Google is closing its social network, Google Plus, following the discovery of a security breach this past spring, in which up to 500,000 customers (between 2015 and 2018) had their information exposed. However, a report by The Wall Street Journal newspaper suggested that the Mountain View, California, company wanted to avoid drawing regulatory scrutiny.
The flaw meant some Google profile information that users had thought was private, such as a person's email address, occupation, gender or age, could have been viewed by third parties, the company said in a post on a corporate blog.
The company says it didn't find any evidence that any of the affected personal information was misused. The social network, which was launched in 2011, was initially supposed to be a response to Facebook and Twitter, but it has ceased to exist outside of a handful of niche communities for years. The consumer version of Google+ now has low usage and engagement: "90% of Google+ user sessions are less than five seconds".
Google also said the consumer version of Google+ had low usage and engagement and 90% of user sessions are less than five seconds long, essentially trashing its own product to cover up.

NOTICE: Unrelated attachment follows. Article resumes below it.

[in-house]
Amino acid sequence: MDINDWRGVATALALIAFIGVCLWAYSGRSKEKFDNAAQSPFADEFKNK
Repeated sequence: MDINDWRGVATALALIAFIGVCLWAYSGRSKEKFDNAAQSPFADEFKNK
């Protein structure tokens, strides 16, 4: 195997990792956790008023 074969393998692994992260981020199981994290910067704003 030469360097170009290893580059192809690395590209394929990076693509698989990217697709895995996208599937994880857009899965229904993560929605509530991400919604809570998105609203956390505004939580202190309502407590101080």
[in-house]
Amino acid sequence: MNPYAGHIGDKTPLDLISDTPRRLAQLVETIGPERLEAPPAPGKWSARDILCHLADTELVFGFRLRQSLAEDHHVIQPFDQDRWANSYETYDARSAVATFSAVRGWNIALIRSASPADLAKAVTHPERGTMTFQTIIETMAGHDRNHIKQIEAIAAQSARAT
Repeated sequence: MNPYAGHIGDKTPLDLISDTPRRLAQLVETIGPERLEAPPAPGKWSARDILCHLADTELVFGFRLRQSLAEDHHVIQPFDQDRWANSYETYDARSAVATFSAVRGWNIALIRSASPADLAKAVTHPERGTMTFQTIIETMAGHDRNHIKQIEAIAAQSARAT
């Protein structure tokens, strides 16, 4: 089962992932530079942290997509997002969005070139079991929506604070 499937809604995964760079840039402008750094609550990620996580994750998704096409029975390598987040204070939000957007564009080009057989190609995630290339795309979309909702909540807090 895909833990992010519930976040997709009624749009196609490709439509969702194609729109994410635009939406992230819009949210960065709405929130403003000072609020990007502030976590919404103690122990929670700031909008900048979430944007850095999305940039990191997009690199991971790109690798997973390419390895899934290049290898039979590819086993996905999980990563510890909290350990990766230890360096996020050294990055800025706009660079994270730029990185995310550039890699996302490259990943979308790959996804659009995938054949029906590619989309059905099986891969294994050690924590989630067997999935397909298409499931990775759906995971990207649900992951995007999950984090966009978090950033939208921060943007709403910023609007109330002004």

In a statement to BleepingComputer, a Google Spokesperson said that their Privacy & Data Protection Office felt it was not necessary to disclose as it did not meet the threshold that would warrant it.
"Our review showed that our Google+ APIs, and the associated controls for consumers, are challenging to develop and maintain".
Google+ API's log data is only for kept two weeks, so it can not confirm which users were impacted by this bug. The tech giant announced the decision at the same time that it disclosed that the privacy of up to a half-million Google+ accounts could have been affected by a "bug".
Luckily though, if you want to jump ship before Google formally shuts down the social network, there's an easy way to check if you're signed up - and delete your account.
In its blog post announcing the Google+ shutdown, Google says it found the vulnerability as part of its Project Strobe review of third-party developer access to Google account and Android device data.
Smith said Google+ would wind down over the next ten months, during which time users will be able to download or migrate their data, and the site would be permanently retired in August 2019.